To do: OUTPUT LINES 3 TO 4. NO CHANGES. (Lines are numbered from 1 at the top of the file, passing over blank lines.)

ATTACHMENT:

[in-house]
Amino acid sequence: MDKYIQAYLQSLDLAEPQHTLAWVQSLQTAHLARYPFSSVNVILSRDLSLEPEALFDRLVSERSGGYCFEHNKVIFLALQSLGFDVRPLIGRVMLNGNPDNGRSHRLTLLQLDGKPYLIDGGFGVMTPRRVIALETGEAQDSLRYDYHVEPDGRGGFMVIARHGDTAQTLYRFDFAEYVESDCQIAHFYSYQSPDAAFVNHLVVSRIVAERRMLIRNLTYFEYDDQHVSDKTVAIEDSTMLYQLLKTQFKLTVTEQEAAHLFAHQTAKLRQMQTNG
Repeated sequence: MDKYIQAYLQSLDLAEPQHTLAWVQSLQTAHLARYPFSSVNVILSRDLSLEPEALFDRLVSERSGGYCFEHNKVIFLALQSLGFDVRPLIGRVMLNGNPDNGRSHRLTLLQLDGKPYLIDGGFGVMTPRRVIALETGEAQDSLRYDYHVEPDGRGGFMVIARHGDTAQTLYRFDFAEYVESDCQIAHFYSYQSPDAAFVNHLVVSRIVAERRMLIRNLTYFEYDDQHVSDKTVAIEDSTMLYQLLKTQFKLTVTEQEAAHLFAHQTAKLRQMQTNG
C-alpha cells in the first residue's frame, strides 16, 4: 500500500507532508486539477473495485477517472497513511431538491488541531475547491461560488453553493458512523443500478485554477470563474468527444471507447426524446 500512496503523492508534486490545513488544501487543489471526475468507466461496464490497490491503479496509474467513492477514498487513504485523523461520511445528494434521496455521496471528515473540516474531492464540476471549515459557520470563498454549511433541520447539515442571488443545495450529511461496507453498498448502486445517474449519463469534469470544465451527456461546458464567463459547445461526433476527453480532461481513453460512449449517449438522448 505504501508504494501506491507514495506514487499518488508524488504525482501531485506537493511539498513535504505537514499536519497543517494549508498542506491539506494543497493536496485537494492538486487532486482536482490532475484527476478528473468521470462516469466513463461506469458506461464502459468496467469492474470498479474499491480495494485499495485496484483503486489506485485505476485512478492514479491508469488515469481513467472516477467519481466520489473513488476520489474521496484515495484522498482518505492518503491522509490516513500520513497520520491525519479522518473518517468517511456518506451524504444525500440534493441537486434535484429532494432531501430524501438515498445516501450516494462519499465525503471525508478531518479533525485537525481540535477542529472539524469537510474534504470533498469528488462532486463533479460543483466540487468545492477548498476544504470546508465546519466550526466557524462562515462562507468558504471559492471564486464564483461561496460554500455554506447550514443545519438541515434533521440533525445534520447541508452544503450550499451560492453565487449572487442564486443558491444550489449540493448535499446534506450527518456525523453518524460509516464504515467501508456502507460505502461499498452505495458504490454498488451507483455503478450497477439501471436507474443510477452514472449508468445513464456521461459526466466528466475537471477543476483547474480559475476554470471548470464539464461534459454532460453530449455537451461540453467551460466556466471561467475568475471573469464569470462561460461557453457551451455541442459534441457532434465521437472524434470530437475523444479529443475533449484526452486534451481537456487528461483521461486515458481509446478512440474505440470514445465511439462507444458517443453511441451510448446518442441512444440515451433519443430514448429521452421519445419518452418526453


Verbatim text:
Repeated sequence: MDKYIQAYLQSLDLAEPQHTLAWVQSLQTAHLARYPFSSVNVILSRDLSLEPEALFDRLVSERSGGYCFEHNKVIFLALQSLGFDVRPLIGRVMLNGNPDNGRSHRLTLLQLDGKPYLIDGGFGVMTPRRVIALETGEAQDSLRYDYHVEPDGRGGFMVIARHGDTAQTLYRFDFAEYVESDCQIAHFYSYQSPDAAFVNHLVVSRIVAERRMLIRNLTYFEYDDQHVSDKTVAIEDSTMLYQLLKTQFKLTVTEQEAAHLFAHQTAKLRQMQTNG
C-alpha cells in the first residue's frame, strides 16, 4: 500500500507532508486539477473495485477517472497513511431538491488541531475547491461560488453553493458512523443500478485554477470563474468527444471507447426524446 500512496503523492508534486490545513488544501487543489471526475468507466461496464490497490491503479496509474467513492477514498487513504485523523461520511445528494434521496455521496471528515473540516474531492464540476471549515459557520470563498454549511433541520447539515442571488443545495450529511461496507453498498448502486445517474449519463469534469470544465451527456461546458464567463459547445461526433476527453480532461481513453460512449449517449438522448 505504501508504494501506491507514495506514487499518488508524488504525482501531485506537493511539498513535504505537514499536519497543517494549508498542506491539506494543497493536496485537494492538486487532486482536482490532475484527476478528473468521470462516469466513463461506469458506461464502459468496467469492474470498479474499491480495494485499495485496484483503486489506485485505476485512478492514479491508469488515469481513467472516477467519481466520489473513488476520489474521496484515495484522498482518505492518503491522509490516513500520513497520520491525519479522518473518517468517511456518506451524504444525500440534493441537486434535484429532494432531501430524501438515498445516501450516494462519499465525503471525508478531518479533525485537525481540535477542529472539524469537510474534504470533498469528488462532486463533479460543483466540487468545492477548498476544504470546508465546519466550526466557524462562515462562507468558504471559492471564486464564483461561496460554500455554506447550514443545519438541515434533521440533525445534520447541508452544503450550499451560492453565487449572487442564486443558491444550489449540493448535499446534506450527518456525523453518524460509516464504515467501508456502507460505502461499498452505495458504490454498488451507483455503478450497477439501471436507474443510477452514472449508468445513464456521461459526466466528466475537471477543476483547474480559475476554470471548470464539464461534459454532460453530449455537451461540453467551460466556466471561467475568475471573469464569470462561460461557453457551451455541442459534441457532434465521437472524434470530437475523444479529443475533449484526452486534451481537456487528461483521461486515458481509446478512440474505440470514445465511439462507444458517443453511441451510448446518442441512444440515451433519443430514448429521452421519445419518452418526453